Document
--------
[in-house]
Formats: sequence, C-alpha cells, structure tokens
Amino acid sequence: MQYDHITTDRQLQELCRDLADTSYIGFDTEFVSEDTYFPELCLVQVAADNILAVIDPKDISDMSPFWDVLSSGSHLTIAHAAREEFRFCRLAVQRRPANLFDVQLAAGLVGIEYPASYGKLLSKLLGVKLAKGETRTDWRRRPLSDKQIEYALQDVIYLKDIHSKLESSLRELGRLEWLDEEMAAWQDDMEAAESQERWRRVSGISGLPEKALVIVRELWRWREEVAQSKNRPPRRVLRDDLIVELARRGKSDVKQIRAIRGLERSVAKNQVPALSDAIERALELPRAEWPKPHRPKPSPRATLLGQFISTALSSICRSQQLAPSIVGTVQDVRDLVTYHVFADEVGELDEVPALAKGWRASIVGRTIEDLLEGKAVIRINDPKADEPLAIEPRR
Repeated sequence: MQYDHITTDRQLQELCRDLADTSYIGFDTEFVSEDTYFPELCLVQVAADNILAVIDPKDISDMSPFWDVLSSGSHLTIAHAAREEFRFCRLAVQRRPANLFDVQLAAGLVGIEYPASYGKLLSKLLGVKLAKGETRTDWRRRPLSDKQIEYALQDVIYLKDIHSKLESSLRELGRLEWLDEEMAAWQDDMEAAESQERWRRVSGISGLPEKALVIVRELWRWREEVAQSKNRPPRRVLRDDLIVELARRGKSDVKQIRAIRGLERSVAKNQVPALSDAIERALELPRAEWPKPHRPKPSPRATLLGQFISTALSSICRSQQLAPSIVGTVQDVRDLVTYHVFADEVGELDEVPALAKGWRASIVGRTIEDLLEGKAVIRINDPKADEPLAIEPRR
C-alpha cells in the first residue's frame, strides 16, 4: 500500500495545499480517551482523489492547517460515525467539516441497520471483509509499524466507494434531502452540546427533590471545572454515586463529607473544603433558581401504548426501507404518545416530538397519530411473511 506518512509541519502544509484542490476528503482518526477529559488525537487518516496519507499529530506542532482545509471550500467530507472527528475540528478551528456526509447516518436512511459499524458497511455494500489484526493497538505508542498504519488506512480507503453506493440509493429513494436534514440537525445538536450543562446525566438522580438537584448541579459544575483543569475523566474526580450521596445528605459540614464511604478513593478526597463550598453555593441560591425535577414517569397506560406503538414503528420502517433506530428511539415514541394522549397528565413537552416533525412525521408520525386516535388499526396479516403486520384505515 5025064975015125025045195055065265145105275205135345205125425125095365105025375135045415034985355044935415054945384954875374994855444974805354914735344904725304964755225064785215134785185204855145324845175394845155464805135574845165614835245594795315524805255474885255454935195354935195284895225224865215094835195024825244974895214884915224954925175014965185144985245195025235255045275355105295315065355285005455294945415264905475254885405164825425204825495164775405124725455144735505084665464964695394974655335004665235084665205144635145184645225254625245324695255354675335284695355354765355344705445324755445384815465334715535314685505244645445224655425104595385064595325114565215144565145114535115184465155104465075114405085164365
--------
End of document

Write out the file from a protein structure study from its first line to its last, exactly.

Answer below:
[in-house]
Formats: sequence, C-alpha cells, structure tokens
Amino acid sequence: MQYDHITTDRQLQELCRDLADTSYIGFDTEFVSEDTYFPELCLVQVAADNILAVIDPKDISDMSPFWDVLSSGSHLTIAHAAREEFRFCRLAVQRRPANLFDVQLAAGLVGIEYPASYGKLLSKLLGVKLAKGETRTDWRRRPLSDKQIEYALQDVIYLKDIHSKLESSLRELGRLEWLDEEMAAWQDDMEAAESQERWRRVSGISGLPEKALVIVRELWRWREEVAQSKNRPPRRVLRDDLIVELARRGKSDVKQIRAIRGLERSVAKNQVPALSDAIERALELPRAEWPKPHRPKPSPRATLLGQFISTALSSICRSQQLAPSIVGTVQDVRDLVTYHVFADEVGELDEVPALAKGWRASIVGRTIEDLLEGKAVIRINDPKADEPLAIEPRR
Repeated sequence: MQYDHITTDRQLQELCRDLADTSYIGFDTEFVSEDTYFPELCLVQVAADNILAVIDPKDISDMSPFWDVLSSGSHLTIAHAAREEFRFCRLAVQRRPANLFDVQLAAGLVGIEYPASYGKLLSKLLGVKLAKGETRTDWRRRPLSDKQIEYALQDVIYLKDIHSKLESSLRELGRLEWLDEEMAAWQDDMEAAESQERWRRVSGISGLPEKALVIVRELWRWREEVAQSKNRPPRRVLRDDLIVELARRGKSDVKQIRAIRGLERSVAKNQVPALSDAIERALELPRAEWPKPHRPKPSPRATLLGQFISTALSSICRSQQLAPSIVGTVQDVRDLVTYHVFADEVGELDEVPALAKGWRASIVGRTIEDLLEGKAVIRINDPKADEPLAIEPRR
C-alpha cells in the first residue's frame, strides 16, 4: 500500500495545499480517551482523489492547517460515525467539516441497520471483509509499524466507494434531502452540546427533590471545572454515586463529607473544603433558581401504548426501507404518545416530538397519530411473511 506518512509541519502544509484542490476528503482518526477529559488525537487518516496519507499529530506542532482545509471550500467530507472527528475540528478551528456526509447516518436512511459499524458497511455494500489484526493497538505508542498504519488506512480507503453506493440509493429513494436534514440537525445538536450543562446525566438522580438537584448541579459544575483543569475523566474526580450521596445528605459540614464511604478513593478526597463550598453555593441560591425535577414517569397506560406503538414503528420502517433506530428511539415514541394522549397528565413537552416533525412525521408520525386516535388499526396479516403486520384505515 5025064975015125025045195055065265145105275205135345205125425125095365105025375135045415034985355044935415054945384954875374994855444974805354914735344904725304964755225064785215134785185204855145324845175394845155464805135574845165614835245594795315524805255474885255454935195354935195284895225224865215094835195024825244974895214884915224954925175014965185144985245195025235255045275355105295315065355285005455294945415264905475254885405164825425204825495164775405124725455144735505084665464964695394974655335004665235084665205144635145184645225254625245324695255354675335284695355354765355344705445324755445384815465334715535314685505244645445224655425104595385064595325114565215144565145114535115184465155104465075114405085164365